A couple of weeks ago, the Texas Tribune reported on an investigation of the archiving of blood samples taken from newborn infants: “DNA Deception”.
For decades, the state has screened newborns for a variety of birth defects, pricking their heels and collecting five drops of blood on a paper card. Until 2002, the cards were thrown out after a short storage period. But starting that year, the state health department began storing blood spots indefinitely, for research into causes of selected diseases. Four years later, DSHS began contracting with Texas A&M Universitys School of Rural Public Health to warehouse the cards, which were accumulating at a rate of 800,000 a year. State health officials never notified parents of the changes; they didnt need consent for the birth-defect screening, so they didnt ask for it for research purposes. The agencys rationale was that it let parents who asked opt out of the newborn blood screening and de-identified all of the samples before shipping them off (emphasis added).
So much for informed consent. “We’re from the government, and we’re here to help you.”
The state was sued by parents last year and rapidly settled the lawsuit before pre-trial discovery. Now, it is suspected that the state was trying to avoid drawing attention to some of the uses of the blood samples – including several hundred which were used to develop a forensics database of mtDNA variants.
E-mails indicate that in 2003, when the agency started to release blood spots for outside research, officials knew they had a parental consent issue on their hands but tried to avoid it. When a researcher proposed a project, the director of birth defects monitoring wrote that hed prefer to not have to go through the process of getting consent. Another agency official responded that parents "never consented for blood spots to be used for research. On the other hand, I believe [the health department] already uses (deidentified?) blood spots for some research, so that might not be a big deal.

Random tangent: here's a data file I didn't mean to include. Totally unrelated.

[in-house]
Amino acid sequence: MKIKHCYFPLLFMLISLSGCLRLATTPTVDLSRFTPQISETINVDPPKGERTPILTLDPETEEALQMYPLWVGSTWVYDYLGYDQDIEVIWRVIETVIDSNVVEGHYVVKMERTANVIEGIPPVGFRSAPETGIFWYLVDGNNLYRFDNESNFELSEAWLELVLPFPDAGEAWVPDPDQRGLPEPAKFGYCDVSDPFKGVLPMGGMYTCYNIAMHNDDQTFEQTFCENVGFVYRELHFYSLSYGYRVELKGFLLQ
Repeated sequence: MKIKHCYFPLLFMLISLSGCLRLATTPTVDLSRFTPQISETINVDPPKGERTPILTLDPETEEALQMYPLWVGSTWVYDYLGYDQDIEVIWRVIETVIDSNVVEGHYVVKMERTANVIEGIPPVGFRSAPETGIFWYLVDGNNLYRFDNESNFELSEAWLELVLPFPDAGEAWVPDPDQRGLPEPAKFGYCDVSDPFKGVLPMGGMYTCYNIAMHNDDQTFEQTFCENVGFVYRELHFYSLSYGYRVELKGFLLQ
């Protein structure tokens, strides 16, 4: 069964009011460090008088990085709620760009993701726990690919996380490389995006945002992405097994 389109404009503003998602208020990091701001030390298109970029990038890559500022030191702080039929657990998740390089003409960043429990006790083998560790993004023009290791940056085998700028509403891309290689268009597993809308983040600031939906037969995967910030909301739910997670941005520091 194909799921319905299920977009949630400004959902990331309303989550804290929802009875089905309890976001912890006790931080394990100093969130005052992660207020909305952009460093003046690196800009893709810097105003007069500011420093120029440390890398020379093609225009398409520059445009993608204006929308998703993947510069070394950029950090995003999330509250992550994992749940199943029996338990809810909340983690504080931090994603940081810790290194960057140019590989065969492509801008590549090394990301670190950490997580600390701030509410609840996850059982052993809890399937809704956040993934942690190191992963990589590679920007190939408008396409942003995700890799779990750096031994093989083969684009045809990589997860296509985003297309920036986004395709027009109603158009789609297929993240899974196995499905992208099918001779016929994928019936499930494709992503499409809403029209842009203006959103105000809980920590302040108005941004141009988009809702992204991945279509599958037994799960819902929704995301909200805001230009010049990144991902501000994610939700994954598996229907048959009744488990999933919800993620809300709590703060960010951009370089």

All states now test for metabolic disorders in newborns; the tests require only a blood spot on treated paper. The National Newborn Screening and Genetics Resource Center has more information on the specific tests and a very up-to-date list by state. It is amazing to me, as someone who has had four kids in the last ten years, just how quickly these screening programs became universal.
It is therefore hard for me to believe that Texas is going to be an exception. Surely we’ll discover that some other states are archiving these blood samples instead of destroying them? Checking them out to researchers for no-consent research?